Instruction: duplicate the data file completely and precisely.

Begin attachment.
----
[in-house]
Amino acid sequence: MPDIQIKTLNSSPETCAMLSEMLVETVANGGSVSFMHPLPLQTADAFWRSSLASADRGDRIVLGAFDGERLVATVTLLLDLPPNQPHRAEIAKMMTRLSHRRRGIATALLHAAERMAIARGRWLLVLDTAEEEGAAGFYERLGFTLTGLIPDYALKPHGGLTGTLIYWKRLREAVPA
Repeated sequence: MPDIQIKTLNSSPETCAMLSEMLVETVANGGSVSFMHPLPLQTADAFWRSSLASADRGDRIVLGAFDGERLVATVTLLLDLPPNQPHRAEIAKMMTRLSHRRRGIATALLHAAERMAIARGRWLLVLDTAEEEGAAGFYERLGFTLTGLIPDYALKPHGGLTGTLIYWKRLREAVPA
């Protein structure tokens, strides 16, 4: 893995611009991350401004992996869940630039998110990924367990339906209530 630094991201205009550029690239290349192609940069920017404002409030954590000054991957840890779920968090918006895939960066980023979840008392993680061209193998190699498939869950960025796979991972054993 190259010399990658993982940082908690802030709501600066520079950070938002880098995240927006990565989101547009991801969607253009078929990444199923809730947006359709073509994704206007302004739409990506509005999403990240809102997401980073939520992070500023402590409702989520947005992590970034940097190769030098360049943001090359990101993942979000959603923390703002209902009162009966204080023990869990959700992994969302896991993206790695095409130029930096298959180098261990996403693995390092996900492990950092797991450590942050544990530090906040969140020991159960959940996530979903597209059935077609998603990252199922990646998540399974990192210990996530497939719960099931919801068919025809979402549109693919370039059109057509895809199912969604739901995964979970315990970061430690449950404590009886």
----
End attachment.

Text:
[in-house]
Amino acid sequence: MPDIQIKTLNSSPETCAMLSEMLVETVANGGSVSFMHPLPLQTADAFWRSSLASADRGDRIVLGAFDGERLVATVTLLLDLPPNQPHRAEIAKMMTRLSHRRRGIATALLHAAERMAIARGRWLLVLDTAEEEGAAGFYERLGFTLTGLIPDYALKPHGGLTGTLIYWKRLREAVPA
Repeated sequence: MPDIQIKTLNSSPETCAMLSEMLVETVANGGSVSFMHPLPLQTADAFWRSSLASADRGDRIVLGAFDGERLVATVTLLLDLPPNQPHRAEIAKMMTRLSHRRRGIATALLHAAERMAIARGRWLLVLDTAEEEGAAGFYERLGFTLTGLIPDYALKPHGGLTGTLIYWKRLREAVPA
């Protein structure tokens, strides 16, 4: 893995611009991350401004992996869940630039998110990924367990339906209530 630094991201205009550029690239290349192609940069920017404002409030954590000054991957840890779920968090918006895939960066980023979840008392993680061209193998190699498939869950960025796979991972054993 190259010399990658993982940082908690802030709501600066520079950070938002880098995240927006990565989101547009991801969607253009078929990444199923809730947006359709073509994704206007302004739409990506509005999403990240809102997401980073939520992070500023402590409702989520947005992590970034940097190769030098360049943001090359990101993942979000959603923390703002209902009162009966204080023990869990959700992994969302896991993206790695095409130029930096298959180098261990996403693995390092996900492990950092797991450590942050544990530090906040969140020991159960959940996530979903597209059935077609998603990252199922990646998540399974990192210990996530497939719960099931919801068919025809979402549109693919370039059109057509895809199912969604739901995964979970315990970061430690449950404590009886």